Let’s not forget about a former top prospect in the Astros’ system.
Last season, the Astros relied upon numerous pitchers. Well, 27 pitchers if you want to be exact. One of the 27 pitchers was Francis Martes. In a way, it feels like everyone has forgotten about the former top prospect.
Look, look. I understand. Martes didn’t have the most memorable of debuts for a pitcher with a track record like his in the minors. After all, the then-21 year old posted a 5.80 ERA in 54.1 innings in the majors last season. And he worked almost entirely out of the bullpen besides four spot starts. The right-hander also did not make the postseason roster. Fair or not, Martes did lose some of the luster off of his top prospect status.
That said, it would be foolish to write off Martes heading into the 2018 season.
While there isn’t necessarily a spot for Martes in the Astros’ starting rotation on paper, he does provide value on the depth chart. An opportunity or two may arise. Nowadays with the 10-day disabled list in play, teams may start to be more liberal in its usage. The Los Angeles Dodgers did so last season with their starting rotation. If a starter needs a start or two off, it makes sense to use the 10-day disabled list to your advantage. But to pull off such a strategy, teams will need quality pitching depth on the roster. This also means that some pitchers who could start may spend part of the season in the bullpen. Collin McHugh and Brad Peacock fit this mold. And so does Martes.
To drive home point, let’s use Mike Fiers as an example. Yes, Mike Fiers led the rotation in innings pitched in 2017. Yes, that Mike Fiers. And the Astros still managed to win the World Series. Crazy, right? In case you didn’t already know, Fiers is now with the Detroit Tigers.
So, the Astros are missing a lot of innings with Fiers now residing in Michigan. It’ll help if Dallas Keuchel, Lance McCullers and Charlie Morton can avoid long stints on the disabled list. The inclusion of Justin Verlander and Gerrit Cole limits the number of opportunities for Martes. However, baseball will be baseball. Injuries will happen, sooner or later. And Martes could receive an opportunity to start if the dominoes fall one way or the other.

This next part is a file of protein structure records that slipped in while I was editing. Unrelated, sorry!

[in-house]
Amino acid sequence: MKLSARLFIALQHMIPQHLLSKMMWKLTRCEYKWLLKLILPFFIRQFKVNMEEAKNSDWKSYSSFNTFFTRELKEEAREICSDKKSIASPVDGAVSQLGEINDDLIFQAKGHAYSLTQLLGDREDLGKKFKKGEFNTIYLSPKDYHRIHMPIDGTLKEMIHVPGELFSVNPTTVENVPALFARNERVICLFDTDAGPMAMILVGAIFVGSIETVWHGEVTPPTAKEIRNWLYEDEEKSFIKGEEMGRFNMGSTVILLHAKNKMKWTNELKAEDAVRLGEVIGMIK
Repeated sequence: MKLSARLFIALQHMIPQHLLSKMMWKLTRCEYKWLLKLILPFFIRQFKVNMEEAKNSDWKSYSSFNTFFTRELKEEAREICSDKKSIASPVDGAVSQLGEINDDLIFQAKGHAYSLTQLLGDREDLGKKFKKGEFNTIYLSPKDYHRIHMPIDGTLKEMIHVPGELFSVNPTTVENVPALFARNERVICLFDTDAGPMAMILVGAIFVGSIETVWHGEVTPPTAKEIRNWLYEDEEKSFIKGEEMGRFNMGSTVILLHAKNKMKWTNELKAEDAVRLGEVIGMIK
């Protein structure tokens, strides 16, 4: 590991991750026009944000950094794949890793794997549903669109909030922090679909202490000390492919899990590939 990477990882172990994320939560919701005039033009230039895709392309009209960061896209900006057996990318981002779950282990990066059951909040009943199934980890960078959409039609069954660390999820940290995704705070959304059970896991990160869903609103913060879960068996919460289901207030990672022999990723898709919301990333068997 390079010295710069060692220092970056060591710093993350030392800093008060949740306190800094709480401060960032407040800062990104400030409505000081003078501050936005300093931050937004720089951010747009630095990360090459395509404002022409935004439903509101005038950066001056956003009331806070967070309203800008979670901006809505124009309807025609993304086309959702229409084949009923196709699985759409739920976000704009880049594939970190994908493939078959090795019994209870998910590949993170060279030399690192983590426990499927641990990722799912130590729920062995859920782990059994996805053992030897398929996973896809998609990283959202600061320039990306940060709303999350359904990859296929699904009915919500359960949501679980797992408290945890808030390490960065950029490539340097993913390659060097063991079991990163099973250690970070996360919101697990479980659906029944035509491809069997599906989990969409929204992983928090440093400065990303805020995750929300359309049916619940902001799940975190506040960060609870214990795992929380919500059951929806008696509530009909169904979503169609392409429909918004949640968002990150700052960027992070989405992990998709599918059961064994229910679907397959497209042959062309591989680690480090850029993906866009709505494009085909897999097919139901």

In terms of “stuff”, Martes is still a pitcher who has above-average velocity on his four-seam fastball. He also throws a hard change up and a slider. Martes primarily throws his fastball more than 50% of the time while utilizing his slider a bit more than a third of the time. He has the pitches to succeed in the rotation, however, one would like to see a bit more from his change up. If he can make his change up a useful pitch, then Martes’ could take a legitimate step as a starter. At the worst, you hope he can use his four-seam and slider combination as a valuable reliever.
At this point in time, it is difficult to see Martes making the roster with the Astros in March.
The high walk rate (12.5 BB%) will continue to be detrimental if it isn’t addressed. The acquisitions of Gerrit Cole, Joe Smith and Hector Rondon makes it all the more difficult for Martes to crack the pitching staff. McHugh and Peacock, who have similar roles to what Martes could asked to do, are also blocking his path to a full-time gig in the majors.
Martes will likely begin the season in Fresno, barring an unforeseen development. But don’t forget that Martes will reside on the short list to be promoted in case of injury. So, yeah, you shouldn’t forget about him anytime soon.
**Statistics and information courtesy of Fangraphs**